• bikini – I LOVE Athleta’s sadly discontinued cross strap bikini top (bought on eBay for $40) because I can go for a run or dive off a cliff without worrying about things popping out, while still feeling cute and minimizing tan lines. If I’m doing a light impact workout like yoga I’ll wear this instead of my sports bra. The bikini bottoms can be used as an extra pair of underwear in a pinch. J Crew makes really durable and flatteringly-cut bikini bottoms so I usually just buy a new one when they go on sale.
  • Nike free flyknit 4.0 sneakers (bought on eBay for $60) – I used to wear Cole Haan Misha suede oxfords ($100) which I preferred for their street-to-boardroom versatility. I figured it was fine to work out in them because Olympians before the 1980s pretty much wore rubber slippers to run marathons, so how bad could it be to run in unsupportive leather shoes? Then I sprained my ankle for the sixth time (first wearing the Cole Haans) and my doctor politely insisted I wear more supportive shoes. Definitely on the hunt for something with more street style that will keep my ankles from rolling over, but the flyknits are good for workouts for now.
  • scarf/coverup – ideally big enough to wear as a dress, use as a blanket, sarong/towel on the beach – 4×6 ft works well for me. A silk/linen/wool blend is excellent for transcending multiple use cases. I bought a swatch of poly blend fabric I liked on 9th St in LA’s fashion district ($13) but wish I’d sprung for silk/wool.
  • wool socks – I’ve worn the same pair of icebreaker merino wool socks ($16) for a week straight and I’m not ashamed of it. No smells, no athlete’s foot. I’ve heard people say Darn Tough is even better so I’ll likely switch to that brand when this pair wears out. I usually get by with just one pair of ankle length socks but will bring an extra pair of longer ones if I’ll be in cold weather for extended periods.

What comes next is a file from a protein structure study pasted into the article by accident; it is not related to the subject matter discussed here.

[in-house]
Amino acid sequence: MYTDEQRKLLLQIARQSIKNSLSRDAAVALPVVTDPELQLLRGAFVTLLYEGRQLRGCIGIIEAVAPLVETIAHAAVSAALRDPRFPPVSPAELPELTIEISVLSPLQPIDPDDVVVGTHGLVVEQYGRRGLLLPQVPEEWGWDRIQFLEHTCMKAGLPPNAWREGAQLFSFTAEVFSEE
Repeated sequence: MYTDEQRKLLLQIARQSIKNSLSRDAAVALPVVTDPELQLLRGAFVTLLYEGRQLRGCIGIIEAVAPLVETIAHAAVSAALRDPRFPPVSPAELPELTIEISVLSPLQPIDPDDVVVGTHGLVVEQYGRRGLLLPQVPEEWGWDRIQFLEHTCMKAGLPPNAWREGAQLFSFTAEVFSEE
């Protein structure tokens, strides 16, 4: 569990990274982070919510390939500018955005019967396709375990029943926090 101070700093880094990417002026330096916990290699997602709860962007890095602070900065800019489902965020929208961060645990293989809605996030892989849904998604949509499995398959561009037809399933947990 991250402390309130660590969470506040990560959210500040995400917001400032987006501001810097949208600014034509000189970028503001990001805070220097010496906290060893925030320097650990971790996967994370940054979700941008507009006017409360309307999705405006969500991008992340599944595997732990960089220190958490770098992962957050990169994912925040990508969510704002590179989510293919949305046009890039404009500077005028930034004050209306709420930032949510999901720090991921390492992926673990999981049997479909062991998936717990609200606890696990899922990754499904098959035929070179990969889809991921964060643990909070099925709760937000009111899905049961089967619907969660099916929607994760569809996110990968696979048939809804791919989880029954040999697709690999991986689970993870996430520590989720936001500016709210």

• merino wool long sleeve – if you hang it up overnight will smell fresh as a daisy in the morning. I’m currently wearing the Patagonia Capilene midweight (found at Goodwill on 23rd St in Manhattan for $2) but I’d like to replace it with something a bit more ‘office casual’ with the same performance characteristics if I can find it. 
  • custom made leather jacket from Bilgili Leather in the Grand Bazaar, Istanbul ($165) – this thing is beaten to a mostly pulp after eight years of heavy wear, but it adapts to many styles, doesn’t pick up smells, and has lots of handy pockets. I’d like to replace it with something a bit lighter and a bit more formal looking.
  • Uniqlo lightweight packable hooded jacket ($5.90)- for rain, but also as a good extra layer when it’s really cold.
  • Columbia Heavenly synthetic down vest ($19 from Headwall Sports in Jackson, WY, amazing source for second hand outdoor gear)
Fur goes with everything, including John Deere, my ROAV sunglasses, and my beloved leather jacket.
  • fur headband ($8.99) – faux if you feel strongly, but nothing matches warmth/weight/style like fur.
  • gloves – I have a super cheap knit pair for now but am on the hunt for something more high quality and durable. Have heard good things about the Icebreaker merino glove liners ($25) worn as a standalone for not toooo freezing temperatures. 

Toiletries/accessories

I decant most toiletries into MUJI 12ml PE Cylinder with snap top containers, and paint the container tops with nail polish to be able to tell them apart. I also split toiletries into two categories: my overnight bag and a smaller mesh pouch I carry with me all the time. There are a few ‘swing’ items that will make it into my day kit based on weather/time of month.

  • overnight bag ($3): a PVC pouch I got on amazon that’s tooled to look like ostrich leather, so I can use it as an extra small clutch for going out.
  • tooth powder – a vial the size of a regular tube of travel size toothpaste will last you months (though may raise eyebrows as it looks like about $2k worth of cocaine). I’ve been using Eco-dent ($6.25) but recently sampled Lush’s ‘Tooth Fairy’ ($9.95) and will switch to that when this one runs out because it tastes much better.